One of the best ways of boosting your capacity to be mindful is to practise mindfulness meditation everyday. Establishing a daily habit of meditation isn’t easy, but well worth the effort. With a clear and strong motivation to practise, you can develop the firm commitment necessary to engage in meditation regularly. Once the habit of daily meditation is created, the routine becomes as natural as having a shower – you now have a way of cleaning your mind everyday, not just your body.
Clarifying intention in mindfulness
Dr Shauna Shapiro of Santa Clara University, together with several colleagues, came up with a helpful model to suggest how mindfulness works. They identify three key components: intention, attention and attitude. The components are required together and feed into each other when you engage in mindfulness. The components link in well with the often-used definition of mindfulness, which is: paying attention in a particular way: on purpose, in the present moment and non-judgementally. Breaking this down, you have:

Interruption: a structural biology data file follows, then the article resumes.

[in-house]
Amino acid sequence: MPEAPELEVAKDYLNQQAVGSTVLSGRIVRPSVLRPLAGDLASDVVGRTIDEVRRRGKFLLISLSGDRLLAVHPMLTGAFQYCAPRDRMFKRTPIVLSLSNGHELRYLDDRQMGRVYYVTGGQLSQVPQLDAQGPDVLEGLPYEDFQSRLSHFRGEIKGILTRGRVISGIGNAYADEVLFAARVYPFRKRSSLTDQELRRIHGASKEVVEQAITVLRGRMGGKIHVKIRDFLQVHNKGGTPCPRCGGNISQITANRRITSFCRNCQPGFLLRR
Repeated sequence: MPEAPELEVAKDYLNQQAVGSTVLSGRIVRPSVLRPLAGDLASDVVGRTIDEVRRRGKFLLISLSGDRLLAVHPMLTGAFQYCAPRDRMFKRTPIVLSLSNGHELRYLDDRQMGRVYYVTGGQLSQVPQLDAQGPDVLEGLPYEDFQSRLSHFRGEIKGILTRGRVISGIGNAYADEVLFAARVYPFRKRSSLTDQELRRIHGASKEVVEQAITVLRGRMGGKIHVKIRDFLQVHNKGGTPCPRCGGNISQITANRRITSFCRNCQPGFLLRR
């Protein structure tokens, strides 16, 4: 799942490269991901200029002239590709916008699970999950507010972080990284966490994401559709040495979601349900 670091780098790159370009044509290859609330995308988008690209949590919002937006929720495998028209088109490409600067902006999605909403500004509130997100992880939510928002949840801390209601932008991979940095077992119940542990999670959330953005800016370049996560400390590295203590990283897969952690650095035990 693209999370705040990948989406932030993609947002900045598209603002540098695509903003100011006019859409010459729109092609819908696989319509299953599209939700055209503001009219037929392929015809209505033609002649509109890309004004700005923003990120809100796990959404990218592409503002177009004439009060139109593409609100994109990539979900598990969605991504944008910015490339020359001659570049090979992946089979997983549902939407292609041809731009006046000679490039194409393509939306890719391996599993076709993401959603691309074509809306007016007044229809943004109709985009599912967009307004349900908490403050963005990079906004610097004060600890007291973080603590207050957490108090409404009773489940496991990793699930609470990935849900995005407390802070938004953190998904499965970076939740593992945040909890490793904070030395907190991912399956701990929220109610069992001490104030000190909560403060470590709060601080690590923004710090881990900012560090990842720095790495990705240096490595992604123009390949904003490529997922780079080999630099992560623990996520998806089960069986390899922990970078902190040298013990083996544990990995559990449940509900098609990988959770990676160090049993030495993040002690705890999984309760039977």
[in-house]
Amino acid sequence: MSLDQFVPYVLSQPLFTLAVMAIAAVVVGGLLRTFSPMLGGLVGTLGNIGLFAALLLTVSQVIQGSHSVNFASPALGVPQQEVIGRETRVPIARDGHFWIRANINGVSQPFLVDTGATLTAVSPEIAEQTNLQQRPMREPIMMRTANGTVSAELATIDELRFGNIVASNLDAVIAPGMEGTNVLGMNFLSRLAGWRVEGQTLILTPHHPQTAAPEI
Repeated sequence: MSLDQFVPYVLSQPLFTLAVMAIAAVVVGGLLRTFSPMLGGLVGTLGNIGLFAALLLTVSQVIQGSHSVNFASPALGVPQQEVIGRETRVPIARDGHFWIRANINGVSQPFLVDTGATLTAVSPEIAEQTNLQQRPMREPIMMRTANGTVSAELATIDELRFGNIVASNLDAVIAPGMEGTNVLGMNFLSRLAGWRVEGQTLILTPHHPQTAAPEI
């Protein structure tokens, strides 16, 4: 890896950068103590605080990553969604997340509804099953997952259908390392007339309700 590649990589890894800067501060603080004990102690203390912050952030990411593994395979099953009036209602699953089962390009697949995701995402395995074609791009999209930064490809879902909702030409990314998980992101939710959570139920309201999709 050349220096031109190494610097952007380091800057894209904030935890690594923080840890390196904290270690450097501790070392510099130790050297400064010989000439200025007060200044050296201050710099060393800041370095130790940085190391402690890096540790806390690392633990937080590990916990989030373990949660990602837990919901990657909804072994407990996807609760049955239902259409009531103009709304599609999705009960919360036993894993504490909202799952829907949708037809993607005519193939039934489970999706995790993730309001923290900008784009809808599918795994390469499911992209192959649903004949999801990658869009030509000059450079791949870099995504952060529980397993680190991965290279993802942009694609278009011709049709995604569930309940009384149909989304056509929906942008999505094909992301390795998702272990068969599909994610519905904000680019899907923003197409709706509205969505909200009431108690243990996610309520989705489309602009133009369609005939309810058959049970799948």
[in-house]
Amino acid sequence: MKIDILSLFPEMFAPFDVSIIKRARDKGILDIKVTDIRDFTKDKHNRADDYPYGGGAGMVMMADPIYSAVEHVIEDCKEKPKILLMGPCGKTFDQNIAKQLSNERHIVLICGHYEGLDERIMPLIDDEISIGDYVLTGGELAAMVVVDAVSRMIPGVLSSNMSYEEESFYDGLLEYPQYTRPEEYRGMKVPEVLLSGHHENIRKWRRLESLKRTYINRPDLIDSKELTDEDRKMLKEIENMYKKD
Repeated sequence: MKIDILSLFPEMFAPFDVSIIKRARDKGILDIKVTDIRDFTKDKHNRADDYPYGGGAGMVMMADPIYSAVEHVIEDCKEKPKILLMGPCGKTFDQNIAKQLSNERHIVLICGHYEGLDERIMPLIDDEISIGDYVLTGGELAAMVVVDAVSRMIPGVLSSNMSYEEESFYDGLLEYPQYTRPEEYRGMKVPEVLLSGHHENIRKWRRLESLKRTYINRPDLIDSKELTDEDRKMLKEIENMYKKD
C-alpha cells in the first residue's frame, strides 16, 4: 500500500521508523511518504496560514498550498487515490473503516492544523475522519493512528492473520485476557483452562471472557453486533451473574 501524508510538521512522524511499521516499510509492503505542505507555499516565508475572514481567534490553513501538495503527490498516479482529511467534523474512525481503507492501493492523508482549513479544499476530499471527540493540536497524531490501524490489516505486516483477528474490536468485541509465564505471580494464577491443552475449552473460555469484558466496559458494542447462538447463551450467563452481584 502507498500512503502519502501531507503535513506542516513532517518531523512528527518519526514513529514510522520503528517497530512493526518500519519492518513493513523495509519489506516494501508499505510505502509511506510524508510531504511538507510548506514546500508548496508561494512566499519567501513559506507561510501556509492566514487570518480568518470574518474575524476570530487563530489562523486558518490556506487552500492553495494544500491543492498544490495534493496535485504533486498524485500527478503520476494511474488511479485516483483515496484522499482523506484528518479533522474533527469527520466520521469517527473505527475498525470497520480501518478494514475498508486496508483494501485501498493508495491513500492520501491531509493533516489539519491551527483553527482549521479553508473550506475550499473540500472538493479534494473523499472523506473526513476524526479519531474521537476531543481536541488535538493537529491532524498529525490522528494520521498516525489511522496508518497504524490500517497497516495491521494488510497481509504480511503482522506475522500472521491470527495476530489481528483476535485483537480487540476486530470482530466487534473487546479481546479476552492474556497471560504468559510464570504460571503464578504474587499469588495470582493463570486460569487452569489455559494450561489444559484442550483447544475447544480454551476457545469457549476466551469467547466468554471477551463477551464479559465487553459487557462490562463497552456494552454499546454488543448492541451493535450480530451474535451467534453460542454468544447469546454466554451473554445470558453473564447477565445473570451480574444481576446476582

✓ Paying attention – attention
✓ On purpose – intention
✓ In a particular way – attitude
These three components work together seamlessly to create the moment-tomoment experience that is mindfulness.
Figure : The three components of mindfulness.
Intention is often a component that gets lost when people consider mindfulness, and yet it’s vitally important. Intention sets the scene for what unfolds in the practice itself.
One study has shown that people’s intention in mindfulness is usually stress reduction and moves on to greater understanding of your thoughts and emotions, and finally towards greater compassion. For example, you may begin practising meditation to reduce your anxiety, and when that subsides, you practise to attain greater control over your emotions and eventually to be a more compassionate and kind person to your family and friends. What’s your intention?
Discovering your intention
Take a piece of paper, or your journal, and write as many answers as you can to the following questions in one minute, without thinking about it too much:
- I want to practise mindfulness because . . .
- I am hoping mindfulness will give me . . .
- If I am more mindful I will . . .
- The real reasons I want to practise mindfulness are to . . .
- Ultimately mindfulness will give me . . .
- Mindfulness is . . .
These sentence completion exercises may help to clarify your motivation and intentions of mindfulness. Now read and reflect on your answers. Did any of your answers surprise you? Why did they? You may like to come back to these answers when you’re struggling to motivate yourself to meditate – reading your answers can then be a way of empowering yourself to practise some meditation.